When I first arrived on campus two years ago, I clearly remember this odd feeling that I didn’t belong here. I couldn’t put my finger on it exactly, but I felt that the people around me didn’t understand where I’m from. Recently, I’ve overcome that sense of not fitting in, but there’s something that still nags at the back of my mind, and I think I’ve finally figured it out.
In one of my classes, one student tends to voice fairly conservative opinions. Politics can be a sensitive topic of conversation, and on this campus, which definitely leans toward liberal political views, conservative politics become even more taboo. Immediately, whenever this student raises his hand, I can see the smirks and the offhand glances, the whispering and rolling eyes. That’s what makes me uncomfortable on this campus – although I’m not sure of my political views, I do know that I come from a largely Republican family, and I can’t help but feel that every smirk or sarcastic remark is directed at them.
During my induction ceremony two years ago, I remember the speakers talking about how this was going to be a challenging time for us, and that we shouldn’t accept things at face value, that we should try to see things outside of our own point of view. Now, I can’t help but wonder if that is just talk. How many of us actually engage in conversations with those with whom we disagree? And if we do talk with them, how often do our thoughts wander to what our counter argument will be or how we’re going to convince them to agree with us?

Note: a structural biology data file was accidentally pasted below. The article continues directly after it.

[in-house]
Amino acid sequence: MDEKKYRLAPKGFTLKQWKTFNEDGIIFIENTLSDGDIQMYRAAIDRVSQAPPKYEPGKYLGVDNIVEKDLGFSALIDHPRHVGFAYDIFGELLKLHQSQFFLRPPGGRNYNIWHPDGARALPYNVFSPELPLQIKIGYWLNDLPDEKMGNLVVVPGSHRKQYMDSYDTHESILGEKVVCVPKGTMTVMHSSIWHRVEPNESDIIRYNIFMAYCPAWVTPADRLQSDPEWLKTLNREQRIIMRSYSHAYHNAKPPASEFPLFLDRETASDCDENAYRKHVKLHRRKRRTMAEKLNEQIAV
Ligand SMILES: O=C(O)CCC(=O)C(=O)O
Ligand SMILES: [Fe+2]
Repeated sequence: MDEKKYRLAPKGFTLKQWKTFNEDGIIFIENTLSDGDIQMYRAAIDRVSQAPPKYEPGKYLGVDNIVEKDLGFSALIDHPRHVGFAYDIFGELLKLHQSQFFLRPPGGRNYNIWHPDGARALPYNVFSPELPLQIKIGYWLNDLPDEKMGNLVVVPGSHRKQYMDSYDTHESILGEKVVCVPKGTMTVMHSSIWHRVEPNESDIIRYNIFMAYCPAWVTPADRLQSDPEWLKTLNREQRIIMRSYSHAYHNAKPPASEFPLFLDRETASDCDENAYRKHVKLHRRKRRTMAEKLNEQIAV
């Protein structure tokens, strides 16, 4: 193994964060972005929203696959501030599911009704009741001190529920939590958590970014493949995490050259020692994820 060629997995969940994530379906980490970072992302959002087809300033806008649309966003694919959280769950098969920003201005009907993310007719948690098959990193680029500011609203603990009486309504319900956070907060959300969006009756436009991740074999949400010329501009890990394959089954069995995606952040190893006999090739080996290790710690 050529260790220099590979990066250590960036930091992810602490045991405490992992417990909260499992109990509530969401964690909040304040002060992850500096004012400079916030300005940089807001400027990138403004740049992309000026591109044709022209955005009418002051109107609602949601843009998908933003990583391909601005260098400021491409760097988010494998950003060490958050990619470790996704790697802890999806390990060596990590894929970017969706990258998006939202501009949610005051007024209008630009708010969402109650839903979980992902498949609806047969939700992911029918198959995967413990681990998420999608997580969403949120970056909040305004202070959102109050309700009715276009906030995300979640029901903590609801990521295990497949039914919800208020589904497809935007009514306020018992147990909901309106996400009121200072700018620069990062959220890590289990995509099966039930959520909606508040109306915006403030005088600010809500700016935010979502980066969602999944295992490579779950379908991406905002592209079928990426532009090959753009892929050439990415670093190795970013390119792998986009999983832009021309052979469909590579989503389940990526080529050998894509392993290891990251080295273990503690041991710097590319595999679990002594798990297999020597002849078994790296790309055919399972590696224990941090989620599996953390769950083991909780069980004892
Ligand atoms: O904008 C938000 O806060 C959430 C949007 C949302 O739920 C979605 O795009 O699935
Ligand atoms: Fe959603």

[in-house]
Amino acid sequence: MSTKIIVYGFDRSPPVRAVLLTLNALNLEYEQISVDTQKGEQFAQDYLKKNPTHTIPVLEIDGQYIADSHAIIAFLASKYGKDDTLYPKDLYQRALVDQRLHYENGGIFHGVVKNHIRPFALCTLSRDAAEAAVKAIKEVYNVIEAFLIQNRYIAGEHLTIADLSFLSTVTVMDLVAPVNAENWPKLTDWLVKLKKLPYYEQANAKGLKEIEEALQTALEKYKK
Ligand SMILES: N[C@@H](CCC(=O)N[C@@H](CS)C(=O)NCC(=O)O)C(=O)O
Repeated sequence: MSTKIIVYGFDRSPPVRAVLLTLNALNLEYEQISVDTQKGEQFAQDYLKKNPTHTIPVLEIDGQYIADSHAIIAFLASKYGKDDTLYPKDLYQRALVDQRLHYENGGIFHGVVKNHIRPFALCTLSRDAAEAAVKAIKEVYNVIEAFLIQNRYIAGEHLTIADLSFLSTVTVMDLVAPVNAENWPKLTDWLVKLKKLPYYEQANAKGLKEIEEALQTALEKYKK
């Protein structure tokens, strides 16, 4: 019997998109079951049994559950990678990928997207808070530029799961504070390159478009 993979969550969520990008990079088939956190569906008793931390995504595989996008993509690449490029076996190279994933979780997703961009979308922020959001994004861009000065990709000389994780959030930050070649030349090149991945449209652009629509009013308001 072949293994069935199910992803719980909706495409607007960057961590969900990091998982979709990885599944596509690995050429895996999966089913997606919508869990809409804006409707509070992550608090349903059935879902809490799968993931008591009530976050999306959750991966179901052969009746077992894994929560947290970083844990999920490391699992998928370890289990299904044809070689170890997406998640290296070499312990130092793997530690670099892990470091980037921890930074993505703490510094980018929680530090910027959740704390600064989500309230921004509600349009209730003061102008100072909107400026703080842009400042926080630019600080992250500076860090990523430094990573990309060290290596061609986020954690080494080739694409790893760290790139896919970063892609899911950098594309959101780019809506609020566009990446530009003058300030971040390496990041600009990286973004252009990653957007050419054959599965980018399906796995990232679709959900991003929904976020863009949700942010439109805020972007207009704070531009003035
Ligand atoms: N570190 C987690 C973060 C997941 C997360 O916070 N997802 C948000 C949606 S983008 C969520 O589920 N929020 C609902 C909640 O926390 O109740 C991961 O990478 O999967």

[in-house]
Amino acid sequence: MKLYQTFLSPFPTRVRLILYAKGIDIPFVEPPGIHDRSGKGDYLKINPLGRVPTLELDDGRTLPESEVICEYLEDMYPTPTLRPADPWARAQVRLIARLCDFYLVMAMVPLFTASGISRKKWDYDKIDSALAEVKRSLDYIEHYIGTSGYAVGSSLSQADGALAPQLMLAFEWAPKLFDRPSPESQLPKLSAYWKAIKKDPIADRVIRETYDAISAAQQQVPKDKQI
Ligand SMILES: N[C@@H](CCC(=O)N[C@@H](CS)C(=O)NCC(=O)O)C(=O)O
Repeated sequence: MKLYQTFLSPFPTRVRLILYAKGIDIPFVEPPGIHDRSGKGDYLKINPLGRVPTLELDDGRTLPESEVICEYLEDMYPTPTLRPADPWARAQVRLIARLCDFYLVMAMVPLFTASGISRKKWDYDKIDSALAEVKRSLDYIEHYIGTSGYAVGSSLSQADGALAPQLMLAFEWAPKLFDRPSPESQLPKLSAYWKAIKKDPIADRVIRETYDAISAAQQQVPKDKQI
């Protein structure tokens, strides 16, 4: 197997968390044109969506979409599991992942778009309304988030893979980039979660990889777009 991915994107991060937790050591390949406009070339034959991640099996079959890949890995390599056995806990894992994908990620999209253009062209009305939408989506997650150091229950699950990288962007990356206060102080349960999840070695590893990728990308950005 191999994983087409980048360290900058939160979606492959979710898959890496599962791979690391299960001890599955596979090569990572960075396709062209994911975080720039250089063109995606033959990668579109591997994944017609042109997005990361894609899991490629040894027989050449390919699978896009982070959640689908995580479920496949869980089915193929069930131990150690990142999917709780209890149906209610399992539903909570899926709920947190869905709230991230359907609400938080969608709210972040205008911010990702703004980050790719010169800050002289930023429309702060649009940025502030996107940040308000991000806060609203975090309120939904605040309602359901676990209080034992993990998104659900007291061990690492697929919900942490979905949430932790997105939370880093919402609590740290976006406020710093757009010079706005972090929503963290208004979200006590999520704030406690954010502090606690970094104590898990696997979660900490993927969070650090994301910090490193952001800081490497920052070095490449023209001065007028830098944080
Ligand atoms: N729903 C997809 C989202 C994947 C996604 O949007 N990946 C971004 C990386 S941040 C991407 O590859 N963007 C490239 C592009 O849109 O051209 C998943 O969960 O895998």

My own friends ask me questions about my religion, about my views on abortion and other sensitive topics, and I can see them nodding along, but their eyes are blank. They aren’t really listening or trying to understand my point of view, but are thinking of exactly how to tear down everything I’ve just said.
In one class that I took freshman year, I remember participating in an exercise where a guest professor read statements about abortion rights and then we would move to different corners of the room based on whether we agreed or disagreed with the statement.
We were then encouraged to explain why we chose the corner we were in, but much of the time I remained silent. I felt uncomfortable, standing in a corner with only one or two other people and the rest on the other side of the room, and I felt as if saying anything would only make it worse. Luckily, I had a very supportive professor who had been encouraging me to speak up in class more, and so, with a deep breath, I told the class my thoughts on why abortion was an uncomfortable subject for me.
Since then, I’ve become more comfortable around campus, but I still sense this tension that comes when conservatives in class are brave enough to speak and are subsequently met with rolling eyes and snickers because their views are different than the majority of the campus. I don’t think that is right or fair, especially in the spirit of everything this university ascribes itself to be – that is, learning with an open mind and being receptive of differences of opinion.
If we want to be a school that challenges ideas, then let’s start by challenging our own. Let’s start with a blank slate, looking at both sides. My family is mostly Republican, as I mentioned, and they aren’t evil or hateful, I can assure you. They are the most loving people I know, and guess what? They believe they are right just as much as Denisonians do. So let’s bridge the gap and start listening to one another and try to understand each other. Our classes and the campus environment will be better for it.